The highlight for the fans had to be the acoustic moments near the end where he played his classic tunes “Jolene” and “Trouble” which defined the standard to which all his music is now judged. He still has it in him to belt the song out the way it was meant to be heard.

Jenny Lewis opened for Ray LaMontagne at the Florida Theater in Jacksonville. Photo by Michaela Gugliotta
Jenny Lewis opened for Ray LaMontagne at the Florida Theater in Jacksonville.
Photo by Michaela Gugliotta

Jenny Lewis: adorable, but a bit gimmicky
by Michaela Gugliotta

Ever since she was a child actor, Jenny Lewis has been in the spotlight. Since then, she became the focus of indie rock sensation Rilo Kiley and now confidently lures her audience in as a solo artist.

In 2006, Lewis started her solo career and released her debut, Rabbit Fur Coat. She followed that up with the 2008 sophomore album, Acid Tongue. Currently she is working on releasing The Voyager.

She hasn’t toured in a while, ever since Rilo Kiley disbanded. But now she’s back — and this time in a cream-colored suit with airbrushed stars. She sports a similar jacket in her newest video of the single “Just One Of Those Guys,” which features Anne Hathaway, Brie Larson, and Kristen Stewart dressed up as guys.

Lewis began her set with this song, when she opened up for Ray LaMontagne at the Florida Theatre on July 15. She came out smiling, strumming simple chords on her electric guitar, with a band of women and men dressed in white behind her. Though her performance was short-lived, it was packed with hit songs from her solo career, a couple of Rilo Kiley’s, and a few from The Voyager.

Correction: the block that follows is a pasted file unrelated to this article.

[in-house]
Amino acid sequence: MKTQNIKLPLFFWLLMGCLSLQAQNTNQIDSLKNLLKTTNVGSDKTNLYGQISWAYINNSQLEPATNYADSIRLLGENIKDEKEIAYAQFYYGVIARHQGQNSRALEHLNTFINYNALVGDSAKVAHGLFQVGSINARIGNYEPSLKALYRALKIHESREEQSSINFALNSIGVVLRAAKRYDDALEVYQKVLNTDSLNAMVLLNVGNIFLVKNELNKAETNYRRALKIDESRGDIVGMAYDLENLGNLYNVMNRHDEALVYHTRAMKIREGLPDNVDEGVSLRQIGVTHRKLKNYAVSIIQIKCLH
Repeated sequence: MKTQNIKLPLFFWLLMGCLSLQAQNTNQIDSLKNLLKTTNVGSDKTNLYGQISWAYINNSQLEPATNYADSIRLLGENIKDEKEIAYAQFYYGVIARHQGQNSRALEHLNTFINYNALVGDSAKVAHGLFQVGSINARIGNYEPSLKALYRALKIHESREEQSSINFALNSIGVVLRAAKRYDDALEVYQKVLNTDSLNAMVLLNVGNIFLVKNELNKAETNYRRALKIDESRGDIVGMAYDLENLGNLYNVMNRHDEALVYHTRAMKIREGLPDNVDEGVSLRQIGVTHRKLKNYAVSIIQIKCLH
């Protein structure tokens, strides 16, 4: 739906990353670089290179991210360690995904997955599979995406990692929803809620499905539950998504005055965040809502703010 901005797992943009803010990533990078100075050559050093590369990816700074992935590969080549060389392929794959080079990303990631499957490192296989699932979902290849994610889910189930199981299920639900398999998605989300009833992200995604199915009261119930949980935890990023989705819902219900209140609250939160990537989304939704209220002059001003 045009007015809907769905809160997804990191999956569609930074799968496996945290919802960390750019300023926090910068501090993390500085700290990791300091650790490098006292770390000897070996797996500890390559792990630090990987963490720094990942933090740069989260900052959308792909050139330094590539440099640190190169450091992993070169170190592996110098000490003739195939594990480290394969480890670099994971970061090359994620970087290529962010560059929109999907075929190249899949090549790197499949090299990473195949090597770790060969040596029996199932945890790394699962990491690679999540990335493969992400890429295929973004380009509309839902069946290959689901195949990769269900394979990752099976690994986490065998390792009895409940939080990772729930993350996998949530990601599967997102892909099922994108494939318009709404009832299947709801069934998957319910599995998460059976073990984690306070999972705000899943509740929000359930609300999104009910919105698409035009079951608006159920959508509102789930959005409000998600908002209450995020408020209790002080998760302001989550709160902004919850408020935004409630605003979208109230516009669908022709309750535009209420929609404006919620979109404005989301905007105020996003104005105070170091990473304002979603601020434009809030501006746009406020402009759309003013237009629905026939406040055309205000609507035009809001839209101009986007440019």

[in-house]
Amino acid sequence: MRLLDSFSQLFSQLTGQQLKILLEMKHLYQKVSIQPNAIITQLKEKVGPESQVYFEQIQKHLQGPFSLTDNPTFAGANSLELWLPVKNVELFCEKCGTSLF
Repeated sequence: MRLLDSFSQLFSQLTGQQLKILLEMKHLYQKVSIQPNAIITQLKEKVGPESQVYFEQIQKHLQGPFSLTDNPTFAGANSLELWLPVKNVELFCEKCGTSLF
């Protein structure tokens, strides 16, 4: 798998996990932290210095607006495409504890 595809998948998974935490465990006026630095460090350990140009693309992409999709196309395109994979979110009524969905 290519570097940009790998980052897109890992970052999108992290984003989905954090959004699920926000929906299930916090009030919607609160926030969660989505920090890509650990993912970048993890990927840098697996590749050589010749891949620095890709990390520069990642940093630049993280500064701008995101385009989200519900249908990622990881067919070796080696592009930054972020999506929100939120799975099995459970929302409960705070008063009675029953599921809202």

She’s 38 years old, but still has an adorable quality to her. However, her heart, hand gestures, and peace signs did eventually exceed the adorableness, which ultimately made her appear a bit gimmicky.

During her set, Lewis alternated between playing guitar and piano. She hardly talked to the audience, but happily teased them by standing on the edge of the stage and singing into the crowd. They all wanted her to come closer, but she was never attainable.

We just sat and watched her, as she barely announced the songs she played. She didn’t need to; most were her hits, with a little bit of Rilo Kiley thrown into the mix. “Silver Lining,” “A Bad Man’s World,” “Acid Tongue,” and the line “To be lonely is a habit/like smoking or taking drugs/ and I’ve quit them both, but man was it rough” really got the audience excited. Her voice was pure, she hit every note on key, and it poured through the speakers of the old theater.

She walked off the stage with a drink in her hand, flipping her red hair behind her shoulder. I only wish she played “Portions of Foxes” so I could pretend I was 16 years old again.

Lewis began her set with "Just one of those Guys," with a band of women and men dressed in white behind her. Photo by Michaela Gugliotta
Lewis began her set with “Just One of Those Guys,” with a band of women and men dressed in white behind her.
Photo by Michaela Gugliotta